Source: Lander Lai (Pexels)

Property market ends downcycle 

Real estate expert, Cathie Chung, said that the market will have a reset by 2023.

Real estate investors may have shunned Hong Kong in the past two years, but experts’ 2023 outlook—particularly for the industrial and retail sectors—may entice them to reconsider the city as a property investment destination. The property market is poised to end its down-cycle in 2022 and enter 2023 with hopes of normalisation.

With the gradual easing of the social distancing and travel restrictions, we would expect to see a moderate recovery across all the sectors with momentum gathering pace starting in the last quarter of this year,”  Dorothy Chow, Colliers’ executive director of Valuation & Advisory Services for Asia, told Hong Kong Business.

Investors’ eyes on industrial

Amongst sectors, Chow said the industrial sector will remain the most attractive to investors come next year.

“High yield assets have become the focus of the investors nowadays, and these would include industrial properties, logistic, and alternative assets,” said Chow.

“We expect the industrial market to have an increase in the rental and the capital levels next year,” she added.

Chow said industrial assets are popular amongst inventors because they fetch yields of 3% to 5% compared with typical offices or commercial units, which fetch less than 3% yield.

To add, Cathie Chung, senior director of research at JLL in Hong Kong, said prices of industrial assets are relatively and comparatively “on the lower side.” 

These factors are also what made the industrial sector the best-performing segment for 2022, said Chow and Chung.

Chow said transaction volumes for industrial assets doubled in the second quarter, compared with the first quarter and on a year-on-year basis. In the same period, industrial investment volume also increased by 37%, according to Chow.

“In terms of leasing and sale activities, industrial is the most active sector. Tenants are bringing demand for warehouses, and investors are looking for value-added opportunities,” said Chung.

“When investors acquire industrial properties, they convert them to a data centre or cold storage, or self-storage which also has good demand. There are repurposing opportunities for industrial properties,” she added.

Retail remains resilient

Like industrial, the retail segment showed some resilience during 2022, according to property experts.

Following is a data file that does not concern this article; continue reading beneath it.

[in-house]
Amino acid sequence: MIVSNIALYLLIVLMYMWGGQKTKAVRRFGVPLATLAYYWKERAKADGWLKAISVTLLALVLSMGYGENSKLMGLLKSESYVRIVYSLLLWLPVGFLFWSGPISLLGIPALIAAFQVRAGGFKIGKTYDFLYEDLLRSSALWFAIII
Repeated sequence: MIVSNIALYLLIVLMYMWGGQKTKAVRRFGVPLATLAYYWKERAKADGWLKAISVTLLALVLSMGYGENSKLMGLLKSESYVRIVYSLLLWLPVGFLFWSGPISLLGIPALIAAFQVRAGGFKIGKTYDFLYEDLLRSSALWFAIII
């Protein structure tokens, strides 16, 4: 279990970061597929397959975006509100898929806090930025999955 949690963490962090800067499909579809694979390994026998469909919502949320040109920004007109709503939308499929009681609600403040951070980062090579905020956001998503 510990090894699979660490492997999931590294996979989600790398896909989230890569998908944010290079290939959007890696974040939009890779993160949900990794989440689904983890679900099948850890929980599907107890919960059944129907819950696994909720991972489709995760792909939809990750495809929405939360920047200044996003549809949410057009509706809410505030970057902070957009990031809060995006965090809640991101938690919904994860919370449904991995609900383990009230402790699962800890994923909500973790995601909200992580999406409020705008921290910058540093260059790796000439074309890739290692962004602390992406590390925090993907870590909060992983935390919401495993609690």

According to Chung, the segment was supported by domestic consumption and government stimulus packages, amidst the lack of foreign visitors.

“All of us have sort of retained our expenses within the city. Therefore, the neighbourhood and discretionary retail became relatively stable,” Chung said.

Operators of food and beverage (F&B) establishments likewise took advantage of the lower rents during the pandemic and expanded, Chung added.

“We believe that the market is stabilised resilient and retailers are interested to come back when the market opportunities open come back, especially when the borders fully reopen and rents become more affordable,” JLL’s Chung said.

Chow echoed this but underscored that rising interest rates are also a worry for the market, which is why she expects the retail segment—both in terms of rental and property price—to either be stable or have a very mild increase in the next six months. 

‘Flight to quality’ lifts office market 

With many buyers hopping into a “flight-to-quality,” Chung and Chow said the office market was able to steer clear of any turbulence and remained stable in the first half of the year.

“The sector was driven by demand for premium office space as tenants are fighting for better quality and more flexible office workspace for their workers,” Chung said.

Chow said flight-to-quality means tenants are likely to pay “slightly more” for more high-quality premises.

Since premium offices are located in Central, the submarket might see some moderate growth in rentals moving forward.

“Many of the tenants who were occupying spaces in non-core areas are looking at new locations or new premises in Central. We see that trend in 2022 and we still expect that trend will continue in 2023,” Chow commented, adding that the “flight-to-quality” behaviour from tenants will also remain to be the key theme in the office market next year.

Prudently positive

With challenges like rising interest rates likely to remain in 2023, Chow said she is “prudently positive” about the market’s outlook.

Chow said the opening of the border will help the market gain a bit of recovery or an increase in transaction activities in most of the sectors in 2023.

Chung echoed this, adding that if there will be no “moving backwards in social distancing and border control measures,” 2023 will really be the year of normalisation and resetting for the commercial property market. 

A worse year for residential 

Unlike the commercial sector, Chung the residential market will face another round of price correction in 2023, due to weak domestic economic growth, population shrinkage, interest rate hikes and poor stock market performance.

In 2022, the sector also had the worst performance out of all sectors, said Chung.

Chow said the market slowed down mainly due to unexpected events at the beginning of the year, particularly, the lockdown in China.

“Buyers from the Mainland have been quite limited nowadays, in the second quarter, we still see a lot of local buyers buying into residential projects as long as the pricing has been reduced,” said Chow.

“We actually see developers reducing the asking price of the firsthand projects in Hong Kong, and that has been receiving good response,” added Chow.

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